Commencement 2018 Profile: Nwaram-Billi Ugbode


Media Relations

May 8, 2018

Commencement 2018 Profile: Nwaram-Billi Ugbode

Using the past to inform the future

In the weeks before completing her master’s of architecture degree at Rensselaer Polytechnic Institute, Nwaram-Billi Ugbode was preparing to present her senior thesis, a look at the staying power of the Shaker community of southern Maine. 

“They practiced celibacy and so the only way they could grow their population was through proselytizing,” says Ugbode, who calls herself Billi. “They are the longest surviving utopian community in America. What made their lifestyle so appealing?”

It’s not that she’s interested in remote religious sects so much as the ways in which large groups of people have successfully co-existed through the ages. As an architect, Ugbode hopes to combine the lessons of history with the newest technology to design urban spaces that bring people together. “More and more,” she notes, “we live in separate worlds.”

Born in Nigeria, Ugbode moved to New York City at age 10. By high school, she had decided to become an architect. After earning her undergraduate degree in architectural technology from the City University of New York’s College of Technology, she was eager to focus on urban ecology and sustainable practices.  Her search for a graduate school quickly narrowed to Rensselaer, which had a strong reputation among the firms she was interested in working for.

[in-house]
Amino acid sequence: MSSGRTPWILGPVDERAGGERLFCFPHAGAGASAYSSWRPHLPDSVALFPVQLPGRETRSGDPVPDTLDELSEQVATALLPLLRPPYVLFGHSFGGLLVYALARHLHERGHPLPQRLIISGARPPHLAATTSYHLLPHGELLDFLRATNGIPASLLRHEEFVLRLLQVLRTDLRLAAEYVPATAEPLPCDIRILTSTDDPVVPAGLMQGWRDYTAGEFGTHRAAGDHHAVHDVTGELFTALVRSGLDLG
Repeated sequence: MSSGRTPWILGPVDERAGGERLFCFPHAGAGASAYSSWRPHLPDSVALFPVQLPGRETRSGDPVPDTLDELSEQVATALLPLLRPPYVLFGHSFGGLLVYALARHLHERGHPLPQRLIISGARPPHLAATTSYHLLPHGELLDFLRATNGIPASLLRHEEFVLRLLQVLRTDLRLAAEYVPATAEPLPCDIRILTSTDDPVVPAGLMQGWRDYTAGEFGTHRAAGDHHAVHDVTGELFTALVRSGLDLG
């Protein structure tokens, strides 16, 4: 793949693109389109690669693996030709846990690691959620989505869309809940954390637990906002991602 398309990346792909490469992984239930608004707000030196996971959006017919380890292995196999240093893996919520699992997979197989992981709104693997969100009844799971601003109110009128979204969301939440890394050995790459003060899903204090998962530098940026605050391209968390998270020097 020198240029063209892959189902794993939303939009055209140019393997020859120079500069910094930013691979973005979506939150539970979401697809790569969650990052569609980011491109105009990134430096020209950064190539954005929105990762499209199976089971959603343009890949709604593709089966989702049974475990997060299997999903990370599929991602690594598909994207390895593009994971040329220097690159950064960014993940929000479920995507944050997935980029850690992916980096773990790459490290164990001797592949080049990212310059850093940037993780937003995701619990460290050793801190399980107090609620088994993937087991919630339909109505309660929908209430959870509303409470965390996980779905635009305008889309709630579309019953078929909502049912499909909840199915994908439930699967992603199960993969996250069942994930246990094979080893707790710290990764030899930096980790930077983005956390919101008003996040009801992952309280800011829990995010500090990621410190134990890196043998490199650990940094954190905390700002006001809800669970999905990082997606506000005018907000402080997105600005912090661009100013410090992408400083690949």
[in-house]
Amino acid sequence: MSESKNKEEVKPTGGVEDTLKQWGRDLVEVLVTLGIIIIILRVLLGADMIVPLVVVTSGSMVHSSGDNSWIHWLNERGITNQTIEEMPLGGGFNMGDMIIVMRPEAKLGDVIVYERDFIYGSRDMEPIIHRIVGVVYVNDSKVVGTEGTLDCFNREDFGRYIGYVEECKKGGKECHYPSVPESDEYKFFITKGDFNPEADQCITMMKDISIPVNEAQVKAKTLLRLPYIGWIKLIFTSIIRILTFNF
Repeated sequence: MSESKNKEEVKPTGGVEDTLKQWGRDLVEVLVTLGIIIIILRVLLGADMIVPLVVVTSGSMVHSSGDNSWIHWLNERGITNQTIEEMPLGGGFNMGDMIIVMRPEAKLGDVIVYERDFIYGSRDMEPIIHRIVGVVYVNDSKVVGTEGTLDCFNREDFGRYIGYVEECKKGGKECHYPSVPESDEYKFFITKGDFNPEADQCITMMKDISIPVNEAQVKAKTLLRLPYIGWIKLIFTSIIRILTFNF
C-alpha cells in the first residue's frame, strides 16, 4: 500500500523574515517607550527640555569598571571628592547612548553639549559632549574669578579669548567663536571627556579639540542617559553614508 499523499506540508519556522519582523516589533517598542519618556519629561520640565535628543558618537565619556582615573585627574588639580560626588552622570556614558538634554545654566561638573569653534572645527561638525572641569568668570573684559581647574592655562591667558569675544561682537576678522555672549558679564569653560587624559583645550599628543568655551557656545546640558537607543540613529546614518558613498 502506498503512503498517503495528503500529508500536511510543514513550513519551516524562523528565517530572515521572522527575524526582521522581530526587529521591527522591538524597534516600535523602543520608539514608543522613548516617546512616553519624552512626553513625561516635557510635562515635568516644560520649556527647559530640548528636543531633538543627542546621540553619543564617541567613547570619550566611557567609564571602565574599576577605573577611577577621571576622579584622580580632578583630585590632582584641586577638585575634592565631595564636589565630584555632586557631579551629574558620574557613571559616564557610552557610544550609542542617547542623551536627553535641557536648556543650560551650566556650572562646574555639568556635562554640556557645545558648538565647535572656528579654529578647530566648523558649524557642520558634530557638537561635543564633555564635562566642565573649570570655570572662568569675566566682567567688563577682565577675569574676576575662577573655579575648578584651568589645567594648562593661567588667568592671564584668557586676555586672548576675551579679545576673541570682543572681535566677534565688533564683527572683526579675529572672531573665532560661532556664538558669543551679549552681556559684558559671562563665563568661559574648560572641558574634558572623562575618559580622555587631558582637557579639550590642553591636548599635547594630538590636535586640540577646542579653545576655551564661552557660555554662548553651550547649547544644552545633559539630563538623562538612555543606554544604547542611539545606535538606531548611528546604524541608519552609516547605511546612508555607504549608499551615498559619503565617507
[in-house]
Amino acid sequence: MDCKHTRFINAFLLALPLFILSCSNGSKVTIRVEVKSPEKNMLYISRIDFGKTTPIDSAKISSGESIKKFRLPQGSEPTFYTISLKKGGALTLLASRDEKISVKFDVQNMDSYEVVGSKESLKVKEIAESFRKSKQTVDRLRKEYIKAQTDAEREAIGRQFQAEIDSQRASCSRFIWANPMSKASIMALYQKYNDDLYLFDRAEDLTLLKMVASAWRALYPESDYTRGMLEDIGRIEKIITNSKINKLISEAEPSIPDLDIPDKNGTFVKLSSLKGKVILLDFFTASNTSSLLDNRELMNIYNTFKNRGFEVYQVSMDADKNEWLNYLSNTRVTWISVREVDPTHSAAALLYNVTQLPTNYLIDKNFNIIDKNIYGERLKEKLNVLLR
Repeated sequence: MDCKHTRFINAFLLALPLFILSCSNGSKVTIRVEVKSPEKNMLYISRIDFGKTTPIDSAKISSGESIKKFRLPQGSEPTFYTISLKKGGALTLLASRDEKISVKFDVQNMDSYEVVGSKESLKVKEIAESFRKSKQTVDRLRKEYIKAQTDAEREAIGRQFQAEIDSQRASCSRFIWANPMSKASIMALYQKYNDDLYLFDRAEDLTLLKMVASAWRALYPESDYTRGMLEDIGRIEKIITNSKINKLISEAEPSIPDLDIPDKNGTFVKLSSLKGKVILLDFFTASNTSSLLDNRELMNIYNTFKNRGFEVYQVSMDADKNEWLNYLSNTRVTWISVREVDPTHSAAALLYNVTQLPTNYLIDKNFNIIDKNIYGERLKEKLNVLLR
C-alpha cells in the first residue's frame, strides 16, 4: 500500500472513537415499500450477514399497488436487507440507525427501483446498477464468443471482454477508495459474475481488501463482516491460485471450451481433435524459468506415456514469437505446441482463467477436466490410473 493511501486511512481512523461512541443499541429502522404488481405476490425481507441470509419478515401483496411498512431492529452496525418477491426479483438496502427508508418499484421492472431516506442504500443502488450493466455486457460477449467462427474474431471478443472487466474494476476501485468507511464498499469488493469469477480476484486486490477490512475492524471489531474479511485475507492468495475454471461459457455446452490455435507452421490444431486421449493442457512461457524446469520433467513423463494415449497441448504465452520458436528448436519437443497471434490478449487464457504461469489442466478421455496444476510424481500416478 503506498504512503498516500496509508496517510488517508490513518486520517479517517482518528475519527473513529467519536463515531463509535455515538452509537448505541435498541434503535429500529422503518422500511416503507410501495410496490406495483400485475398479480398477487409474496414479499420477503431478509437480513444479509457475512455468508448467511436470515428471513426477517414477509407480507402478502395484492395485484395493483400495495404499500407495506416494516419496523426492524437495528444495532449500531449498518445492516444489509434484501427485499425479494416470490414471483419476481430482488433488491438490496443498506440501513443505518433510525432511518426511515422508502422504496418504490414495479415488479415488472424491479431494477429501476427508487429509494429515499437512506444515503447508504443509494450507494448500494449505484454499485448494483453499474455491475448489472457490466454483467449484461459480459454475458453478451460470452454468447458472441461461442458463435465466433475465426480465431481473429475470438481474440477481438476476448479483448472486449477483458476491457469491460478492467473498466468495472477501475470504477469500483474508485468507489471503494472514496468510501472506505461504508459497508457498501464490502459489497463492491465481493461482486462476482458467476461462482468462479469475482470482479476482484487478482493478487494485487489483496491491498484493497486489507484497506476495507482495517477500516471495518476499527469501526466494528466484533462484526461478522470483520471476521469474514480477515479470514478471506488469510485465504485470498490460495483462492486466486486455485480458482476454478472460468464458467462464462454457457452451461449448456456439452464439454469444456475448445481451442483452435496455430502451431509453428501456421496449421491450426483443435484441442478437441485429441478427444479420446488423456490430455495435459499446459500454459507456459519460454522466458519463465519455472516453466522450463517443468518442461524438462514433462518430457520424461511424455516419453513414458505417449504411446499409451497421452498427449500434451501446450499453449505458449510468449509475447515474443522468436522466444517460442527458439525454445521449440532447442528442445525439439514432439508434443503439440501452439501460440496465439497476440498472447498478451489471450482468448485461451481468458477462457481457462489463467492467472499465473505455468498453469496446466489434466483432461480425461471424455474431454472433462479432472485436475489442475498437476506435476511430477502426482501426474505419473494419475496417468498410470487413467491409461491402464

In two years at Rensselaer, Ugbode packed in as much as many people do in twice the time. During her first semester, her design for a transparent music center with audio engineering capability was chosen for Influx, the architecture school’s publication of top student work. The following semester, the architecture dean, Evan Douglis, selected her as Rensselaer’s nominee for the Center for Architecture Design Scholarship, based on her academic performance. “I didn’t win but I was proud to just be nominated,” she said. 

She soon won an $18,000 fellowship from the American Association of University Women, an organization that promotes the graduate studies of women. Ugbode has devoted the award to completing her thesis.  

Her journey at Rensselaer also included a semester at the Center for Architecture Science and Ecology in New York, where she assisted in ongoing research into using coconut agro-waste by-product as an energy-efficient building material.  “It was the most fun experience ever,” says Ugbode. “We worked with Professor Josh Draper to exhibit our agro-wall at the World Maker-Faire in Queens.” 

She also took part in a paid summer internship with Vincent Martineau Architect in Brooklyn, drafting documents, researching building code, and sketching preliminary drawings. She hopes to return there or work at a firm that also focuses on cultural, residential, and urban architecture. 

Ugbode is especially aware of her strong start in a field with few women and even fewer African-American women. She looks forward to mentoring others, just as her Rensselaer professors and the supervisors at her internships have mentored her. The mission is deeply personal.